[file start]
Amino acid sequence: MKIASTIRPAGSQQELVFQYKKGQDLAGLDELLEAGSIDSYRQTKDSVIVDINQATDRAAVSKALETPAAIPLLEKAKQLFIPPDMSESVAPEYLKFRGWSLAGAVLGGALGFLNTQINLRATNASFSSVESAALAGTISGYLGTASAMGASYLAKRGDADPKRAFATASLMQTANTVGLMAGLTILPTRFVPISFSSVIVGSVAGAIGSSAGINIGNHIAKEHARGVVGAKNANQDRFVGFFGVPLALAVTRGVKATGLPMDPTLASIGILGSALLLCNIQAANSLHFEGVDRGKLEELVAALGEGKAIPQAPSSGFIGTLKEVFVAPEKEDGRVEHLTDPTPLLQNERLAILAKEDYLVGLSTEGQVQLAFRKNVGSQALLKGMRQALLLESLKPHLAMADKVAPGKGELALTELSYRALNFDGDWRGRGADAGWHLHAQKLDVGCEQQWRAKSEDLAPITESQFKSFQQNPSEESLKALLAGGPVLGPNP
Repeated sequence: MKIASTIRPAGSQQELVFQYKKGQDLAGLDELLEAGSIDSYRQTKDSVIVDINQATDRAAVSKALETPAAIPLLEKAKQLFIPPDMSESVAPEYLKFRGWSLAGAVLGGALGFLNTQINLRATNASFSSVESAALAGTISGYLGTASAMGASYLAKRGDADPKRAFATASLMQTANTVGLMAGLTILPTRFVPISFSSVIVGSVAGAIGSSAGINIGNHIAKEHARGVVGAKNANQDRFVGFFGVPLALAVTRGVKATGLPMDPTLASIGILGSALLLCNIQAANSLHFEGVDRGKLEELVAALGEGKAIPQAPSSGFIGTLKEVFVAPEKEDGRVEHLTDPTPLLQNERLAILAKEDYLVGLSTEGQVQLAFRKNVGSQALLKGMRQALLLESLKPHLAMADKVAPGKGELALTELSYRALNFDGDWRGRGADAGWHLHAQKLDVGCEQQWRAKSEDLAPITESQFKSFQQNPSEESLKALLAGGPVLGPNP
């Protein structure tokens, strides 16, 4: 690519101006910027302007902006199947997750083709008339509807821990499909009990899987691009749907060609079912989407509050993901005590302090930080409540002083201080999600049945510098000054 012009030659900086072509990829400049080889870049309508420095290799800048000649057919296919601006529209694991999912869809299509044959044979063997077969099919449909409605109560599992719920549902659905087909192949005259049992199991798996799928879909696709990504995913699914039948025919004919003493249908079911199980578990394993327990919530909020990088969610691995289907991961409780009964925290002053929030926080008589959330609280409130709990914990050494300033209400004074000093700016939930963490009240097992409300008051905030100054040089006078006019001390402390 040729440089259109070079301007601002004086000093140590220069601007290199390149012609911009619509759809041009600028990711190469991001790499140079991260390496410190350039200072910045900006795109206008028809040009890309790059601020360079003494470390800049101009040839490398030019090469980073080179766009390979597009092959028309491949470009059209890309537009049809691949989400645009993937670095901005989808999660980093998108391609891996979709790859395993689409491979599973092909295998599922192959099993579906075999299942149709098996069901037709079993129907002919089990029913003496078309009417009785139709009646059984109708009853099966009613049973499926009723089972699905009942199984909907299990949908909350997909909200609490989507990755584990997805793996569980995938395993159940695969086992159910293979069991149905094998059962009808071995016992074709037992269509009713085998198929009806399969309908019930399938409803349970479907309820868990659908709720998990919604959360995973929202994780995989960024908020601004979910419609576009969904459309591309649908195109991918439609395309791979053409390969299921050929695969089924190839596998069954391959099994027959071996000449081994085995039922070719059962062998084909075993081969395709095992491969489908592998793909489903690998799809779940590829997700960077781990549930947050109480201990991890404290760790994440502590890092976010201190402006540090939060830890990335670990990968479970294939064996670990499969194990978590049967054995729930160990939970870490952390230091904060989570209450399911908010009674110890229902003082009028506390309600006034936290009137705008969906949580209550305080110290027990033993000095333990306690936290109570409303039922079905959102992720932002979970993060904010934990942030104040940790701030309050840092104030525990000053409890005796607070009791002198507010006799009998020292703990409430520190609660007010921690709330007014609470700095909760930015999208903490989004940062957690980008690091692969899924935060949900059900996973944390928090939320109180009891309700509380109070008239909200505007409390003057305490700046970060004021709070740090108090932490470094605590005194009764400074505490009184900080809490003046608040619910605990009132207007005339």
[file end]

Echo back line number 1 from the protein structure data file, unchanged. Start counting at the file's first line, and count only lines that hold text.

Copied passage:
Amino acid sequence: MKIASTIRPAGSQQELVFQYKKGQDLAGLDELLEAGSIDSYRQTKDSVIVDINQATDRAAVSKALETPAAIPLLEKAKQLFIPPDMSESVAPEYLKFRGWSLAGAVLGGALGFLNTQINLRATNASFSSVESAALAGTISGYLGTASAMGASYLAKRGDADPKRAFATASLMQTANTVGLMAGLTILPTRFVPISFSSVIVGSVAGAIGSSAGINIGNHIAKEHARGVVGAKNANQDRFVGFFGVPLALAVTRGVKATGLPMDPTLASIGILGSALLLCNIQAANSLHFEGVDRGKLEELVAALGEGKAIPQAPSSGFIGTLKEVFVAPEKEDGRVEHLTDPTPLLQNERLAILAKEDYLVGLSTEGQVQLAFRKNVGSQALLKGMRQALLLESLKPHLAMADKVAPGKGELALTELSYRALNFDGDWRGRGADAGWHLHAQKLDVGCEQQWRAKSEDLAPITESQFKSFQQNPSEESLKALLAGGPVLGPNP